ScreenWest Investment Brings Boomtown Dividends

12 September, 2013 by IF

PRESS RELEASE

ScreenWest’s heavy investment in local screen productions is paying dividends with three Western Australian projects set to air on Sunday prime time slots on the ABC.

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Telemovie An Accidental Soldier will screen on 15 September, detective series Serangoon Road on 22 September and documentary series Boomtown on 15 October on primetime on ABC1. 

ScreenWest Chief Executive Ian Booth said it was an exciting time for the Western Australian screen industry.

“The three productions which will air over during September-October reflect the healthy state of the local industry and ScreenWest’s commitment to local projects,” he said.

“Over the past year ScreenWest has leveraged nearly $60 million in production for local projects and we are now seeing the results of this on screen.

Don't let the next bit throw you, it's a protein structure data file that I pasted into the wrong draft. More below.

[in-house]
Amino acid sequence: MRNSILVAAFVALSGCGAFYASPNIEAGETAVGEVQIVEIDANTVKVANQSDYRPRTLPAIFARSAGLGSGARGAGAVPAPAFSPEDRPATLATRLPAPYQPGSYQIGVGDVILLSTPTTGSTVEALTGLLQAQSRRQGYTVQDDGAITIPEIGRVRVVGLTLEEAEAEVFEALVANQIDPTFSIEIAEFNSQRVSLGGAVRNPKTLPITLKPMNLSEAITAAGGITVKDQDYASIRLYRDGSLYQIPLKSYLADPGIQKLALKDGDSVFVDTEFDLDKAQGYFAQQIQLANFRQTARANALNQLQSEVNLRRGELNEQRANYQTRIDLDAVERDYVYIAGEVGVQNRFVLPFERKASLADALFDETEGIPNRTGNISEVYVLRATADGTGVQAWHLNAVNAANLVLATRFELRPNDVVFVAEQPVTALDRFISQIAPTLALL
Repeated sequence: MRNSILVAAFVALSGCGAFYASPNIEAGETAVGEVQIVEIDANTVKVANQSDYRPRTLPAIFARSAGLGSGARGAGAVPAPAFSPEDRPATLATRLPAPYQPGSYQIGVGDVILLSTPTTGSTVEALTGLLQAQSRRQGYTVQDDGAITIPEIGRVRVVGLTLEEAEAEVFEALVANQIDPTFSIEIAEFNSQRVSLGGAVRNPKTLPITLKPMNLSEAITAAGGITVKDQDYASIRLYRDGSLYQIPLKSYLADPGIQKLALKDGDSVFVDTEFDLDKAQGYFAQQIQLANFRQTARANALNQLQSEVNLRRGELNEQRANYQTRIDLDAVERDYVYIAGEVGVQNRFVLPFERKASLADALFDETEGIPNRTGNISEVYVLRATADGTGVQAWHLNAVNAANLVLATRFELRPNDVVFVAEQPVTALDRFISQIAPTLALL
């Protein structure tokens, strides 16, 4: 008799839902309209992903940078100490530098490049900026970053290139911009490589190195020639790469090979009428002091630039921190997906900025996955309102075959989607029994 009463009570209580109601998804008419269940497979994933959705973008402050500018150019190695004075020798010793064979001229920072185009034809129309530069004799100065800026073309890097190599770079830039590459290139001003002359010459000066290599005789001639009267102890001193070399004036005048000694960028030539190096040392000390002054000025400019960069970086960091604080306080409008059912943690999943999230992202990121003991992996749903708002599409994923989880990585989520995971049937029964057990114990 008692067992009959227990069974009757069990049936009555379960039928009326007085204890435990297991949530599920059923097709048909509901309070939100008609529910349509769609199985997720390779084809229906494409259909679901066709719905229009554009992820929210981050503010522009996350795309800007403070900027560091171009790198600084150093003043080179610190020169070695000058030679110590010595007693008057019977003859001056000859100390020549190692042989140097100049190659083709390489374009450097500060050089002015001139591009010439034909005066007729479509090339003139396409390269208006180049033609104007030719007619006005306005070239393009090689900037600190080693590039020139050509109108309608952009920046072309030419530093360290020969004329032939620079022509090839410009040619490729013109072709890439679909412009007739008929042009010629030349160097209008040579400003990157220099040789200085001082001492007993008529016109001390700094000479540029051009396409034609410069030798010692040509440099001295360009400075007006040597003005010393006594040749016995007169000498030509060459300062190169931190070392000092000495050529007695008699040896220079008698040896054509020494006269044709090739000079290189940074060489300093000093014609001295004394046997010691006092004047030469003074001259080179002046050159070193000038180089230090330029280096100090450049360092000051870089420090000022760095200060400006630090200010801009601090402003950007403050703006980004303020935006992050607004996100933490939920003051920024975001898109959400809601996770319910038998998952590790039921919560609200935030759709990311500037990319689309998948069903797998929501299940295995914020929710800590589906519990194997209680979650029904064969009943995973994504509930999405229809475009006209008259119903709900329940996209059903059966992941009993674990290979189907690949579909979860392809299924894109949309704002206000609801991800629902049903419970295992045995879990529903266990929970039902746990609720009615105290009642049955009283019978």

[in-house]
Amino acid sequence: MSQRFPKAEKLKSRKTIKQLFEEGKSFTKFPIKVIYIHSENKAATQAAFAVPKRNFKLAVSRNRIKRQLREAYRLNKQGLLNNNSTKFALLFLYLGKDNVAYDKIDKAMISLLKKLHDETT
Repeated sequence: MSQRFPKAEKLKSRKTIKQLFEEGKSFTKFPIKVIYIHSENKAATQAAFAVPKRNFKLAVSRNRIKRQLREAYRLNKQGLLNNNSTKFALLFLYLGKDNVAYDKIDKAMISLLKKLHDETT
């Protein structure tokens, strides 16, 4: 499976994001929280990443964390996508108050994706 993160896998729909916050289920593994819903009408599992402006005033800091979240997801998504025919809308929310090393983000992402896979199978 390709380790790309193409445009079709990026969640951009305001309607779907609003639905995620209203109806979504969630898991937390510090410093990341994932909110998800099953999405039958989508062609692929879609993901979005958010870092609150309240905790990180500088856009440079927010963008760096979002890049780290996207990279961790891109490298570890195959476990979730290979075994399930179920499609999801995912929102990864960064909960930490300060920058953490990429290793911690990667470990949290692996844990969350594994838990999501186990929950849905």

“We are particularly proud of these productions because they demonstrate not only the quality of Western Australia’s screen industry but also the diversity.” 

An Accidental Soldier was filmed entirely in Western Australia and stars Bryan Brown and was produced by Sue Taylor from Taylor Media (The Tree, 3 Acts of Murder) and Goalpost Pictures' Kylie du Fresne (The Sapphires, Lockie Leonard). It was directed by Rachel Ward, (The Straits, Rake, My Place, Beautiful Kate).

Based on the book Silent Parts by John Charalambous, An Accidental Soldier follows the wartime story of a baker in the ANZAC service corps who makes an extraordinary decision and finds an unexpected love.

Serangoon Road, a co-production between Singapore, Western Australian production company, Great Western Entertainment, HBO Asia and ABC TV, is set in Singapore in the 1960s. The 10-part detective series tells the story of a port city at a crossroads of violence, politics and crime.

Boomtown, a six-part documentary series, is an Electric Pictures production and directed by Alison James and Chester Dent, with Roz Silvestrin as Series Producer and Andrew Ogilvie as Executive Producer. It follows seven of Western Australia’s high flyers from different industries.

 

 

 

 

 

 

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